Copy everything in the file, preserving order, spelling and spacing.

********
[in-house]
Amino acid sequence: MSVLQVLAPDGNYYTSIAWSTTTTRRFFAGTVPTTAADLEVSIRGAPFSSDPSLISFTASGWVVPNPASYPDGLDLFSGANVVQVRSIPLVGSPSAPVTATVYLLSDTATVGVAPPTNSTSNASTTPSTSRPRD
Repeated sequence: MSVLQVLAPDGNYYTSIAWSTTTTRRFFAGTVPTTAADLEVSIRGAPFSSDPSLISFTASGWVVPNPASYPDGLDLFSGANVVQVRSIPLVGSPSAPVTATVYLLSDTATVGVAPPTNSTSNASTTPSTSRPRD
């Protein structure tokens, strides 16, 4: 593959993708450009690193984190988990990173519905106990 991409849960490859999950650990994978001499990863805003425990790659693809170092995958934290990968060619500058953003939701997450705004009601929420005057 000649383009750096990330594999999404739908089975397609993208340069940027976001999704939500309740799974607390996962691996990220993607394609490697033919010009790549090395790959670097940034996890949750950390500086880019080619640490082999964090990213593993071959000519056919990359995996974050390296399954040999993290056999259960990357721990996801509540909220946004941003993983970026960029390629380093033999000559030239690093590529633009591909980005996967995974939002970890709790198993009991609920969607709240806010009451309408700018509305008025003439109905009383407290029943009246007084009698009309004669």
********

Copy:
[in-house]
Amino acid sequence: MSVLQVLAPDGNYYTSIAWSTTTTRRFFAGTVPTTAADLEVSIRGAPFSSDPSLISFTASGWVVPNPASYPDGLDLFSGANVVQVRSIPLVGSPSAPVTATVYLLSDTATVGVAPPTNSTSNASTTPSTSRPRD
Repeated sequence: MSVLQVLAPDGNYYTSIAWSTTTTRRFFAGTVPTTAADLEVSIRGAPFSSDPSLISFTASGWVVPNPASYPDGLDLFSGANVVQVRSIPLVGSPSAPVTATVYLLSDTATVGVAPPTNSTSNASTTPSTSRPRD
């Protein structure tokens, strides 16, 4: 593959993708450009690193984190988990990173519905106990 991409849960490859999950650990994978001499990863805003425990790659693809170092995958934290990968060619500058953003939701997450705004009601929420005057 000649383009750096990330594999999404739908089975397609993208340069940027976001999704939500309740799974607390996962691996990220993607394609490697033919010009790549090395790959670097940034996890949750950390500086880019080619640490082999964090990213593993071959000519056919990359995996974050390296399954040999993290056999259960990357721990996801509540909220946004941003993983970026960029390629380093033999000559030239690093590529633009591909980005996967995974939002970890709790198993009991609920969607709240806010009451309408700018509305008025003439109905009383407290029943009246007084009698009309004669």